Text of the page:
Big Rocks
22 Apr, 2020

How to have a big week?

When I don’t follow this habit, I usually don’t. When I do, I usually do.

I believe this is inspired by some combination of Eisenhower, my Dad and his leadership and Jesuits research, Action Method, and running lots of product teams. I’ve used it to turn around low-performing teams into exceptionally high-performing teams a few times over.

Big rocks.

On Monday, I commit to myself and to team members who care (which eventually becomes everyone!) to the big rocks I plan to move that week. 4-8 seems about right. What’s a big rock? Not too crazy, but something you can certainly say “happened.” Not “validate the market” but yes “interview 4 customers to help validate the market.”

If it becomes a metric, then you’ll game it. Never count the total number of rocks. Size matters not. A great colleague will help you adjust their scope a bit, or adjust them for priorities. Committing to the rocks and asking others if they seem right is a great way to check on priorities and ensure you’re aligned.

Over time superpowers ensue:

  1. You’ll want to fulfill your commitment and subconsciously change your own behavior and motivations to make sure you do. Especially if you committed in front of others.
  2. You’ll know yourself better. More often than not, you’ll do them. If you do far more in a week, you’ll feel like your commitments weren’t big enough and make bigger ones next week, rather than sandbagging. Sandbagging is obvious and there’s no game here to win… If you keep not getting them done, you’ll aim smaller and miss less.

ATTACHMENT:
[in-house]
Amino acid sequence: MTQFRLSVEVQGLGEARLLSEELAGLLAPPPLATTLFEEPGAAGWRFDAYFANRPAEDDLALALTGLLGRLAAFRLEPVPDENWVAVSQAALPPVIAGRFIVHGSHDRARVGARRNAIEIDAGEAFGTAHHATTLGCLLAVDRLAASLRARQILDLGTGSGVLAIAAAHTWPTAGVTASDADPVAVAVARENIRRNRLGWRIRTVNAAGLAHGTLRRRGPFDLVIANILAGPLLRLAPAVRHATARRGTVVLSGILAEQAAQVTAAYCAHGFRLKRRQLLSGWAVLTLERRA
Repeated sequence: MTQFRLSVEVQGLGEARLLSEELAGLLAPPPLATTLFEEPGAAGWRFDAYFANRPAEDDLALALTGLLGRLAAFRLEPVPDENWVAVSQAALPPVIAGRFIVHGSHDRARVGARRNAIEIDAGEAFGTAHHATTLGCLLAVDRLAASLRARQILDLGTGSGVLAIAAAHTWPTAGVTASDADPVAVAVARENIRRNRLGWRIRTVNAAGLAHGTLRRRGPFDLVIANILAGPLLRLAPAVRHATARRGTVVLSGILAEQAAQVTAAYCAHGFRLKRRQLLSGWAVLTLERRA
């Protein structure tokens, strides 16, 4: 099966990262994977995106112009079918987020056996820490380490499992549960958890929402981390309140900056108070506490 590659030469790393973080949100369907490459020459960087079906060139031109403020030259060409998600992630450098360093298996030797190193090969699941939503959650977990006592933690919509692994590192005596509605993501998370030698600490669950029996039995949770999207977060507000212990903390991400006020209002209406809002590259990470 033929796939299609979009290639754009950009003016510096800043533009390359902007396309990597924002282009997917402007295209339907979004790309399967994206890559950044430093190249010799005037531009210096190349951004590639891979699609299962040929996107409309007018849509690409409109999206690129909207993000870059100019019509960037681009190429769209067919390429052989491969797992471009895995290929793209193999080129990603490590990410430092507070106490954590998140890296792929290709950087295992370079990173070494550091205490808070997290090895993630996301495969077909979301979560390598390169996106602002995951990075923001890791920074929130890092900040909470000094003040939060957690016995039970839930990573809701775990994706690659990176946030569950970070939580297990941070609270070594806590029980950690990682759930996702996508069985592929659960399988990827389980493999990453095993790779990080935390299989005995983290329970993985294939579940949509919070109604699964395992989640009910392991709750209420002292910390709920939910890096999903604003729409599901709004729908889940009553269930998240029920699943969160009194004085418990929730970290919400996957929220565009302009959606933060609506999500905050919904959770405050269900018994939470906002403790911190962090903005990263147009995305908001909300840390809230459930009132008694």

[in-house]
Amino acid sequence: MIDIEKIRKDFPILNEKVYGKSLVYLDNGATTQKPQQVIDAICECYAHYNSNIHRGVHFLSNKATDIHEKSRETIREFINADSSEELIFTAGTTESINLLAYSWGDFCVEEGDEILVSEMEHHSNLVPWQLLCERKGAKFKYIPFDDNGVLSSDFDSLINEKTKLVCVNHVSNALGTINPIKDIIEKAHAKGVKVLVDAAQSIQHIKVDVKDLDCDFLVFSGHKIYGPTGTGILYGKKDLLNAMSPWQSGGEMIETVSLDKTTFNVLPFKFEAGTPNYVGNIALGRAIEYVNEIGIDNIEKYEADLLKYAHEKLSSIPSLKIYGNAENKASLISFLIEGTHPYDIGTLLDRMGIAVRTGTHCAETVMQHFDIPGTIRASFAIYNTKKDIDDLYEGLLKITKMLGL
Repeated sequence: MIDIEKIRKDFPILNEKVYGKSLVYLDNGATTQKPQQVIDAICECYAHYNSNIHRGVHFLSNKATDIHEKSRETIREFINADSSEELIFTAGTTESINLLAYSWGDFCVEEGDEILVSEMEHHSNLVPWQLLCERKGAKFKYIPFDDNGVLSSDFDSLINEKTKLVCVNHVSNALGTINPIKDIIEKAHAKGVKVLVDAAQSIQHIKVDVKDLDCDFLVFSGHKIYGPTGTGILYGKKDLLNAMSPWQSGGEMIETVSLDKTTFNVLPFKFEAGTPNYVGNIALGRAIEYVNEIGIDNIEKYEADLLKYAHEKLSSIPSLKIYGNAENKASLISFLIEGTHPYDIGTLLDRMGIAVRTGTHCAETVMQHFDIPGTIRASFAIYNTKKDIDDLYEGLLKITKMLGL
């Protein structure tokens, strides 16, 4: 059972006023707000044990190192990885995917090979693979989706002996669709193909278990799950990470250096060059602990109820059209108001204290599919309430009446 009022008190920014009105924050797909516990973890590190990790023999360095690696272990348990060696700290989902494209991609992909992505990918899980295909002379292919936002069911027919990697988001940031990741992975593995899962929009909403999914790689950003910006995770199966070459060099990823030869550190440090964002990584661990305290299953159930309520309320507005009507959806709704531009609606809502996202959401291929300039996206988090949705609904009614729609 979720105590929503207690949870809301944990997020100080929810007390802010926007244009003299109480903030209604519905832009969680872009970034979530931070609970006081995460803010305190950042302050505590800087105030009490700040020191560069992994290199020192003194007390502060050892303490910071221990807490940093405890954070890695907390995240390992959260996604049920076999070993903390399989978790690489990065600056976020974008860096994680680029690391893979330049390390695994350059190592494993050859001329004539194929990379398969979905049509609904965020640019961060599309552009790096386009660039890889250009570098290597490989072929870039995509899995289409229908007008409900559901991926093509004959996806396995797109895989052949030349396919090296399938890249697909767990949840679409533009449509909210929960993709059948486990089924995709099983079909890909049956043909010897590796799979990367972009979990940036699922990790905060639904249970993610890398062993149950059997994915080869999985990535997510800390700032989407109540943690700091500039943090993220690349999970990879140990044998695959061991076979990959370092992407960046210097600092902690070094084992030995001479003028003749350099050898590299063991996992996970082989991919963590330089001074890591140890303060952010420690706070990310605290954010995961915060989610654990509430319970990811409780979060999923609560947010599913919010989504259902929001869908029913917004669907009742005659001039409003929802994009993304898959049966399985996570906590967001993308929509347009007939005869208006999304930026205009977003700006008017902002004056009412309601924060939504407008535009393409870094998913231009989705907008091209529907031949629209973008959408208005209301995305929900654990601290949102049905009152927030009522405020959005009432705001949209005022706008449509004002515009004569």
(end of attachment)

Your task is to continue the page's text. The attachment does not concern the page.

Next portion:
3. You’ll flexibly change priorities mid-week when stuff comes up by sizing up the “rockiness” size of whatever came up, and removing something of similar size.
  4. You’ll know when to call it quits on Friday.
  5. You’ll avoid/cancel/cut short meetings you don’t need if they keep you from the rocks. You’ll avoid over-collaborating and looking to other team members’ objectives
  6. You’ll inspire the team and their performance will all improve in a positive, non-judgmental way. It’s fun to commit to each other that you’ll perform at the height of your potential and then do it!
  7. You’ll know when to apologize. “Folks, I didn’t make good on one of my commitments. I apologize.” Better, you’ll do it earlier. Wednesday standup: “looks like I’ll have to choose between rocks, and I think this is the one I need to drop this week.” Excellent boundary setting and expectations management. It’s a great rhythm-builder of what can be expected of you.
  8. You’ll communicate the execs because you’re communicating like one. If you’re off-target, they’ll change your objective. If you are afraid of being dive-bombed with “what have you done for me lately?” you’re always ready.

Here are mine for this week, pending review of CMO on the optional ones.

Maker rocks:

  1. Certain: act on my ~30 small action items from user feedback and therapist council last week
  2. Certain: make /Product pages (from wireframe, in Shopify cms)
  3. Certain: launch the “reference customers” Parent council
  4. Certain: produce animated video to pre-recorded voiceover from Bradley
  5. Optional: produce email drips for tech dads, if desired by CMO
  6. Optional: create tech-dad podcast production schedule and plan, if desired by CMO

Manager rocks:

  1. At least 20 apps on the phone, in right categories
  2. GET PRODUCT SHIPPED – 4 kids using the OS by end of week ::crosses fingers::
  3. Usual 1-on-1s, aligning, meetings, and QA

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ISAIAH MCPEAK

Family tech, neuroscience, communication, product management, growth

A synthesizer of neuroscience, classical rhetoric, philosophy, 5,000+ hours at whiteboards, high stakes presentations, Fortune 10 consulting, and startup growth.

Copyright © 2020 Isaiah McPeak